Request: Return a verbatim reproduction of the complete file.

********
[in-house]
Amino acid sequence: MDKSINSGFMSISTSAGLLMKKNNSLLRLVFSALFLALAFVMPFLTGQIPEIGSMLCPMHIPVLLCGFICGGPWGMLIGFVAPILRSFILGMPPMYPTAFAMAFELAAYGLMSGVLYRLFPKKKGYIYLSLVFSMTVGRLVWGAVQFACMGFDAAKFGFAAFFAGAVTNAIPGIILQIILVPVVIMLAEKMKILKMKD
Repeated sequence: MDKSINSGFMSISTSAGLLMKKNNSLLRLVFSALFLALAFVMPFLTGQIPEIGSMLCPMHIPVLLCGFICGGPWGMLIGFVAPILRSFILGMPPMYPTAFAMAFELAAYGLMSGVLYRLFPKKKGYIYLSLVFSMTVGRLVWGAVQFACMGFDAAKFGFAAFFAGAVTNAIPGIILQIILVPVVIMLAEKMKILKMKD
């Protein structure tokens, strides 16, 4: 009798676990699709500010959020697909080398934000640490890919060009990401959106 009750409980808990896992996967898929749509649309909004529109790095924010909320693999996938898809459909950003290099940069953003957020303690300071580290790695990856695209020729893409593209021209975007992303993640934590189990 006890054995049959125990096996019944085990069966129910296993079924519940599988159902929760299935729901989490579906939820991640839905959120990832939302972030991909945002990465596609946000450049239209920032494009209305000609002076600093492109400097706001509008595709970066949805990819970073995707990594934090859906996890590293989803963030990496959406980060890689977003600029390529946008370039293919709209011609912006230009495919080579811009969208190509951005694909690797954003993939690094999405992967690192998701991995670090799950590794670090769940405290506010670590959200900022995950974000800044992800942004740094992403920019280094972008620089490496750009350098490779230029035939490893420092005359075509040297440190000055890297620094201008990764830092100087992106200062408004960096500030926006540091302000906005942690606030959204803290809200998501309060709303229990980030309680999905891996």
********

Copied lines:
[in-house]
Amino acid sequence: MDKSINSGFMSISTSAGLLMKKNNSLLRLVFSALFLALAFVMPFLTGQIPEIGSMLCPMHIPVLLCGFICGGPWGMLIGFVAPILRSFILGMPPMYPTAFAMAFELAAYGLMSGVLYRLFPKKKGYIYLSLVFSMTVGRLVWGAVQFACMGFDAAKFGFAAFFAGAVTNAIPGIILQIILVPVVIMLAEKMKILKMKD
Repeated sequence: MDKSINSGFMSISTSAGLLMKKNNSLLRLVFSALFLALAFVMPFLTGQIPEIGSMLCPMHIPVLLCGFICGGPWGMLIGFVAPILRSFILGMPPMYPTAFAMAFELAAYGLMSGVLYRLFPKKKGYIYLSLVFSMTVGRLVWGAVQFACMGFDAAKFGFAAFFAGAVTNAIPGIILQIILVPVVIMLAEKMKILKMKD
């Protein structure tokens, strides 16, 4: 009798676990699709500010959020697909080398934000640490890919060009990401959106 009750409980808990896992996967898929749509649309909004529109790095924010909320693999996938898809459909950003290099940069953003957020303690300071580290790695990856695209020729893409593209021209975007992303993640934590189990 006890054995049959125990096996019944085990069966129910296993079924519940599988159902929760299935729901989490579906939820991640839905959120990832939302972030991909945002990465596609946000450049239209920032494009209305000609002076600093492109400097706001509008595709970066949805990819970073995707990594934090859906996890590293989803963030990496959406980060890689977003600029390529946008370039293919709209011609912006230009495919080579811009969208190509951005694909690797954003993939690094999405992967690192998701991995670090799950590794670090769940405290506010670590959200900022995950974000800044992800942004740094992403920019280094972008620089490496750009350098490779230029035939490893420092005359075509040297440190000055890297620094201008990764830092100087992106200062408004960096500030926006540091302000906005942690606030959204803290809200998501309060709303229990980030309680999905891996």